A recent announcement by multiple federal agencies has highlighted their intention to enforce their separate regulations against developers, deployers and users of AI systems. Federal Trade Commission (FTC) Chair Lina Khan and officials from the US Department of Justice (DOJ), the Consumer Financial Protection Bureau (CFPB) and the US Equal Employment Opportunity Commission (EEOC) each reinforced their worries about automated systems, citing civil rights, fair competition, consumer protection and equal opportunity concerns. Their serious language, joint public commitment and previous enforcement actions in this area make this statement no simple theater.
All companies—big and small—are collecting a tsunami of data. The US Department of Justice (DOJ) has now challenged corporate America to harness and analyze that data to improve corporate compliance programs by going beyond the risk profile of what has happened to better understanding the risk profile of what is happening. But where to begin? Artificial intelligence, which is already used to assist in the review and production of documents and other materials in response to government subpoenas and in corporate litigation, is invaluable in proactively reviewing data to identify and address compliance risks.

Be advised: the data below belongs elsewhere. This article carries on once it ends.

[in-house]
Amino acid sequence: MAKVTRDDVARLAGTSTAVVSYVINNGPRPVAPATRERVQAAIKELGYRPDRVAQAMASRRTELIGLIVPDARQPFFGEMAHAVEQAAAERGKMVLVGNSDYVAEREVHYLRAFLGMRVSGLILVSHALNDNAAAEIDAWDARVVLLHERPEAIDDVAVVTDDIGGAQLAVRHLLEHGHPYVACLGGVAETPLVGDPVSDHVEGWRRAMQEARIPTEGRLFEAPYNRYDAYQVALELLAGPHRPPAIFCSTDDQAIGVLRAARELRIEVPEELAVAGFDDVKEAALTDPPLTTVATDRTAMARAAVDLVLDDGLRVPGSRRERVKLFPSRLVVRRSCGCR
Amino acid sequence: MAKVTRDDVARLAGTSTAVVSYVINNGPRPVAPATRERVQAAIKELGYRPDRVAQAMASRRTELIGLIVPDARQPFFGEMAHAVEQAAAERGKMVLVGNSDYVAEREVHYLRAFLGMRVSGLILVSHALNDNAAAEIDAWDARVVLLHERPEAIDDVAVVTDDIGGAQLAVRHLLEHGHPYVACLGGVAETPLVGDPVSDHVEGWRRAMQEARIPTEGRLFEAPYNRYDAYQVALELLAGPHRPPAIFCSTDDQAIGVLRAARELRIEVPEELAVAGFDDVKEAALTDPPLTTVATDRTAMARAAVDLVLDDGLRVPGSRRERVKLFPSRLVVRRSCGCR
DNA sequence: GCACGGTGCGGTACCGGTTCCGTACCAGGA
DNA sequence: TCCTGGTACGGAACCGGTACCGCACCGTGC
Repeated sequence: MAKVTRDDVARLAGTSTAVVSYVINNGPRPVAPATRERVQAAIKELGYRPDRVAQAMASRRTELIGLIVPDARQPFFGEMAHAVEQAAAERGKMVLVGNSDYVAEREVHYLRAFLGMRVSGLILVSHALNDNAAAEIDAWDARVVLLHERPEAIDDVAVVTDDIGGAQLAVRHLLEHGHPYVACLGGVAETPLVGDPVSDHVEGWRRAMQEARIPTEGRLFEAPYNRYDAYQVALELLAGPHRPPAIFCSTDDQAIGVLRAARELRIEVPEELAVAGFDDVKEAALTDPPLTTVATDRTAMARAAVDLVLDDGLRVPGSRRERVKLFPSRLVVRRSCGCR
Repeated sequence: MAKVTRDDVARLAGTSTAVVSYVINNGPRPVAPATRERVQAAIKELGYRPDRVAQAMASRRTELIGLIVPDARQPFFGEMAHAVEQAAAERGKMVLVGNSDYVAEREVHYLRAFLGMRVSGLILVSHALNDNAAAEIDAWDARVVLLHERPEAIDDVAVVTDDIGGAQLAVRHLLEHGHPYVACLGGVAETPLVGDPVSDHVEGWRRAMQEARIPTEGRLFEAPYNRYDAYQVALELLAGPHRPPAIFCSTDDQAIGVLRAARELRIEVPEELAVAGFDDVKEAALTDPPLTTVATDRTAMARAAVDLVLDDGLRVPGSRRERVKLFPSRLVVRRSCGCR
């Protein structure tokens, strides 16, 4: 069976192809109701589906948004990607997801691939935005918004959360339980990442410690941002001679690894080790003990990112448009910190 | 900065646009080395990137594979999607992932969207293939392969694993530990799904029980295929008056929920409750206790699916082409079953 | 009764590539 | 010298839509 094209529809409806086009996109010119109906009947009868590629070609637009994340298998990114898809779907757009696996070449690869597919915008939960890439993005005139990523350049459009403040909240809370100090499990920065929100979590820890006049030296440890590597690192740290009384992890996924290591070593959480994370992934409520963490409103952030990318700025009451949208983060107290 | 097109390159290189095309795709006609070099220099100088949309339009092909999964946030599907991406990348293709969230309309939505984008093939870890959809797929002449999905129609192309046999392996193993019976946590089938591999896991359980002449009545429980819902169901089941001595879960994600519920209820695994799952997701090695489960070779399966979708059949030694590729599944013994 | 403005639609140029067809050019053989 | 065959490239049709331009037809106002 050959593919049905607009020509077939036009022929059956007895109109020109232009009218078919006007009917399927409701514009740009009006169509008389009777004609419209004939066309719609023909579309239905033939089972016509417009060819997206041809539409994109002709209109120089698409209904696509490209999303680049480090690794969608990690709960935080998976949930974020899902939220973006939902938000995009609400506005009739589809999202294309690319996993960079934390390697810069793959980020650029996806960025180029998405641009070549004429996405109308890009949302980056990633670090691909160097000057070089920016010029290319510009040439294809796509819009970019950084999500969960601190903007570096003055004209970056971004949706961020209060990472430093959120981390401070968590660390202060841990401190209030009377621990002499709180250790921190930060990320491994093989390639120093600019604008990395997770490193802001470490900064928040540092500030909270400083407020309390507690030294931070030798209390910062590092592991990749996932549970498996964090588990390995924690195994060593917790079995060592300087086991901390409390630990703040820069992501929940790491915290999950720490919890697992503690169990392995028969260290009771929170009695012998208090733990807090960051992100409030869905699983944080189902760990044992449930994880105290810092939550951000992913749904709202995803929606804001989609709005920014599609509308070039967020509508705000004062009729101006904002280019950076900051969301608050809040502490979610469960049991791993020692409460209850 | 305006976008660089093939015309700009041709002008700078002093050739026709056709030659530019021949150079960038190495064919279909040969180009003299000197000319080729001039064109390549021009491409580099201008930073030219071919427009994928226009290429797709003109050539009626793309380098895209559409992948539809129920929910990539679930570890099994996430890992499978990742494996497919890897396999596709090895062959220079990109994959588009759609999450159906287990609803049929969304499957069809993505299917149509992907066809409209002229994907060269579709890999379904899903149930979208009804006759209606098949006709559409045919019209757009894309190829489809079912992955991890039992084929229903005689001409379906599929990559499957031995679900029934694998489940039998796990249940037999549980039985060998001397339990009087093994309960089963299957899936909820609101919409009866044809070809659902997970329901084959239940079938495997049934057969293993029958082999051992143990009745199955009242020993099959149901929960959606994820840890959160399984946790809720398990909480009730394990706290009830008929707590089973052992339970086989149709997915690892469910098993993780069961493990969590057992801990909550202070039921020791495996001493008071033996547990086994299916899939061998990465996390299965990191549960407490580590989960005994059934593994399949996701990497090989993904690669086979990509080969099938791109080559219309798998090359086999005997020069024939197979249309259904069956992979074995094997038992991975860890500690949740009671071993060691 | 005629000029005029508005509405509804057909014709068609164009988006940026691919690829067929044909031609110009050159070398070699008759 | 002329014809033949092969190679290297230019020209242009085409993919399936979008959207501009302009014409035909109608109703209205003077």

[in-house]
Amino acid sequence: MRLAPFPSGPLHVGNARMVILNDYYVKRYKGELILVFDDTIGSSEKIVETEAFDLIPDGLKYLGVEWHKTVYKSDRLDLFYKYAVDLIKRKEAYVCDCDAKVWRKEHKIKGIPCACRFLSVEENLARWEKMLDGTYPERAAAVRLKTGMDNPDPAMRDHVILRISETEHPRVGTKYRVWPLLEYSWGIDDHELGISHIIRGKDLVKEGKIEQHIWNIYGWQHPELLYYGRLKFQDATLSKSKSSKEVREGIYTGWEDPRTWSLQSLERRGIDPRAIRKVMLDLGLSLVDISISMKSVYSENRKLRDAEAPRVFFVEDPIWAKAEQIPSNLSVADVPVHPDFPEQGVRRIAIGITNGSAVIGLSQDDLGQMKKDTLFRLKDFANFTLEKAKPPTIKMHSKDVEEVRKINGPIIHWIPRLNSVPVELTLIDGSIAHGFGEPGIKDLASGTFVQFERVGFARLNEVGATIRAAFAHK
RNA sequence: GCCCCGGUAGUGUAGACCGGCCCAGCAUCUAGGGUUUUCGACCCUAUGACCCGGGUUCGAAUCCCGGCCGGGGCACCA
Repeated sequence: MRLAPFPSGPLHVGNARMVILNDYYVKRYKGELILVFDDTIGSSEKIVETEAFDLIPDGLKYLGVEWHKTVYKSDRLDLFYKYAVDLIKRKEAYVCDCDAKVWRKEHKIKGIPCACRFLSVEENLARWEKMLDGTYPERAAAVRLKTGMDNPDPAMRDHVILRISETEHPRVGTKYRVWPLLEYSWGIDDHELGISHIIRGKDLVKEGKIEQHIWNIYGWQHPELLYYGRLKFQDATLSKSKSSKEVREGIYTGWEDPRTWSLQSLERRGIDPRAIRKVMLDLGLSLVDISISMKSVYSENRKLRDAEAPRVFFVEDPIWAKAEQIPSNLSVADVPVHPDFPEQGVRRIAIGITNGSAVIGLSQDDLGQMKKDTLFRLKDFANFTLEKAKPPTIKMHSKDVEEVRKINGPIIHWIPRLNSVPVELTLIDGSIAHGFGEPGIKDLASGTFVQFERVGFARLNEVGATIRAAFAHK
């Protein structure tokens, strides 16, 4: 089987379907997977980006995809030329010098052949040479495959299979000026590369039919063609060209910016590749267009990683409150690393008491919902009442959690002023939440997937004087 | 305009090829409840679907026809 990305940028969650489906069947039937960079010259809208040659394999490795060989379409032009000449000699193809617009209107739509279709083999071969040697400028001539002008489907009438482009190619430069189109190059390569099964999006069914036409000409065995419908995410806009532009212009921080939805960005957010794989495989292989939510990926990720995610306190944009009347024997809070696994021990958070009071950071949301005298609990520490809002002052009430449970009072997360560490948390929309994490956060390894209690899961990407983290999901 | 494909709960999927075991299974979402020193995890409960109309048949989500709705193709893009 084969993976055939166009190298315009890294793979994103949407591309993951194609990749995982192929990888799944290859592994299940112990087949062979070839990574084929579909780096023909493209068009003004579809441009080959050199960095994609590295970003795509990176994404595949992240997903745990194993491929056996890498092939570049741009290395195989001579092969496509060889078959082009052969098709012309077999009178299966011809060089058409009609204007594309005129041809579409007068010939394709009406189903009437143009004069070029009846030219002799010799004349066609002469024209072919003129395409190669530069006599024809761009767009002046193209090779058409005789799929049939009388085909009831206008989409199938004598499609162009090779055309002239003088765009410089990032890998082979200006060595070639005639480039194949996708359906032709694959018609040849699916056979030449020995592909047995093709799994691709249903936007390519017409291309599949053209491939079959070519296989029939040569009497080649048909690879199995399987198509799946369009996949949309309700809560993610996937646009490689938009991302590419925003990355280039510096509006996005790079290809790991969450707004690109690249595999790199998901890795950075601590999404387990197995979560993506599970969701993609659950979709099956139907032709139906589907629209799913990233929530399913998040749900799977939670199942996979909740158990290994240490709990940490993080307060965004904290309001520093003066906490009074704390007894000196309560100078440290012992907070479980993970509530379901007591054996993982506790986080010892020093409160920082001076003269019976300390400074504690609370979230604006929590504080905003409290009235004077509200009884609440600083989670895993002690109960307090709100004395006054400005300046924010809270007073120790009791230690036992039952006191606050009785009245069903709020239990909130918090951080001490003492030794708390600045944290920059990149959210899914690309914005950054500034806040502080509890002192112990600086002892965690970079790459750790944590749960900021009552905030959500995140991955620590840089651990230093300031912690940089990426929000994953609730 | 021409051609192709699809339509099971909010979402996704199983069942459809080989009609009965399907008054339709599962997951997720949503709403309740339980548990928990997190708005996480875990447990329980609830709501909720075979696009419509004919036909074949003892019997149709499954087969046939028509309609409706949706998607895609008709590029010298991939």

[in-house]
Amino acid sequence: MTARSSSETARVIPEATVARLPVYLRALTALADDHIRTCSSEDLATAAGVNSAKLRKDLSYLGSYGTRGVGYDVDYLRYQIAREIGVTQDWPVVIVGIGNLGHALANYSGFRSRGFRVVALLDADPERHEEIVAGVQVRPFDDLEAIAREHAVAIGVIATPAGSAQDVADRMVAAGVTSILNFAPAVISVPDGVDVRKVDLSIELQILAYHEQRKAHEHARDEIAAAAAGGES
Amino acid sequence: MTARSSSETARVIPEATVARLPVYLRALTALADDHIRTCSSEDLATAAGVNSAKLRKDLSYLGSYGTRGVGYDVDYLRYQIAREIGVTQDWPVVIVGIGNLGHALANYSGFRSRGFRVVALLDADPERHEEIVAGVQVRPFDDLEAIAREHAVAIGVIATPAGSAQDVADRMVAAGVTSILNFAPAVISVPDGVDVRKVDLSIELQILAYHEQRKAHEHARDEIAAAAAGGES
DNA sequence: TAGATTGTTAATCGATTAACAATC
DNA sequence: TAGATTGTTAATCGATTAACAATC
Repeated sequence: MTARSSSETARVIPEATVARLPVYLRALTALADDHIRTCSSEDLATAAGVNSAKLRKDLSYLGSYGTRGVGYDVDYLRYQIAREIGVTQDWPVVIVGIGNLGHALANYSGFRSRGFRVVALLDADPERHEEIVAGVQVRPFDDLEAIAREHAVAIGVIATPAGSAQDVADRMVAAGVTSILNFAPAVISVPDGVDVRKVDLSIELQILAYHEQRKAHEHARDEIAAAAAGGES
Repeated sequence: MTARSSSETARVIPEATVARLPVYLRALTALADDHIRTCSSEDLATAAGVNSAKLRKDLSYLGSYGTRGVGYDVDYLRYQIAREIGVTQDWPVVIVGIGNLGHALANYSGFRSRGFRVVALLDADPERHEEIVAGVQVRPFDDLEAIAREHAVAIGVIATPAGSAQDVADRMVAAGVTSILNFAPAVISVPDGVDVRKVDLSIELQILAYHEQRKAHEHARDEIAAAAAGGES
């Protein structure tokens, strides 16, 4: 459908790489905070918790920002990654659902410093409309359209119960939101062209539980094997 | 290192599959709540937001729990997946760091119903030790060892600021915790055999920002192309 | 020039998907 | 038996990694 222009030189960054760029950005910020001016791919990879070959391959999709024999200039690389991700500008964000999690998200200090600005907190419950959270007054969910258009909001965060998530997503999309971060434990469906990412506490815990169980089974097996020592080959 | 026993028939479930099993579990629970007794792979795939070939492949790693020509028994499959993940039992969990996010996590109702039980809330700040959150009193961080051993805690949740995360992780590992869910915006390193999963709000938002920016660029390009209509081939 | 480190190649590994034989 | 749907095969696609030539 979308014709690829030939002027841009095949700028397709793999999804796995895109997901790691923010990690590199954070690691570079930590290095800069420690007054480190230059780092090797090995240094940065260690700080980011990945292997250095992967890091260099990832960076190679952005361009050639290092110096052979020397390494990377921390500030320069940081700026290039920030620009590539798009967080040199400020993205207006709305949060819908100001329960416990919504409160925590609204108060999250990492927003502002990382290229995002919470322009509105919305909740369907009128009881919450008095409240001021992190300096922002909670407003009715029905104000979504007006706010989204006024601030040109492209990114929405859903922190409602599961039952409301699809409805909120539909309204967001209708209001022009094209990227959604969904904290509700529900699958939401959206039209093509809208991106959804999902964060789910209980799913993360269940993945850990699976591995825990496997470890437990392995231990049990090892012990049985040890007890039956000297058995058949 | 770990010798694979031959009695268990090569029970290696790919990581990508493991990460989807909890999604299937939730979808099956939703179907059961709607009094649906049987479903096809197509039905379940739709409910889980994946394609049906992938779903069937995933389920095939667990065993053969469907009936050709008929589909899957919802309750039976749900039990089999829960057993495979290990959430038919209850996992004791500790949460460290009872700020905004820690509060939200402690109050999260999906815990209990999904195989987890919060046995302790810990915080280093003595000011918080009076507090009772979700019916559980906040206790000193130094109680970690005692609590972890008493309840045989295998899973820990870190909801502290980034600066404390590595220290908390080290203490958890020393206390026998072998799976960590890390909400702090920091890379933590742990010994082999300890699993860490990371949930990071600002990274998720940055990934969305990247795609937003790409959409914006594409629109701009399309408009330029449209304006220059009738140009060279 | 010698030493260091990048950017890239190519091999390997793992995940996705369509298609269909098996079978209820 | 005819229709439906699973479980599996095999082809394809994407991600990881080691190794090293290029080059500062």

- DOJ expects compliance programs to be well resourced and to continually evolve.
- DOJ wants companies to assess whether their compliance program is presently working or whether it is time to pivot.
- DOJ uses data in its own investigations and it expects the private sector to rise to the occasion and analyze its own data to identify and address compliance risks.
- The data is there—mountains of it—and the key is to find an efficient way to analyze that data to improve the compliance program.
- Artificial intelligence is an important tool for solving the challenge of big data and identifying and remediating compliance risks effectively, quickly and regularly, in conjunction with further periodic review.
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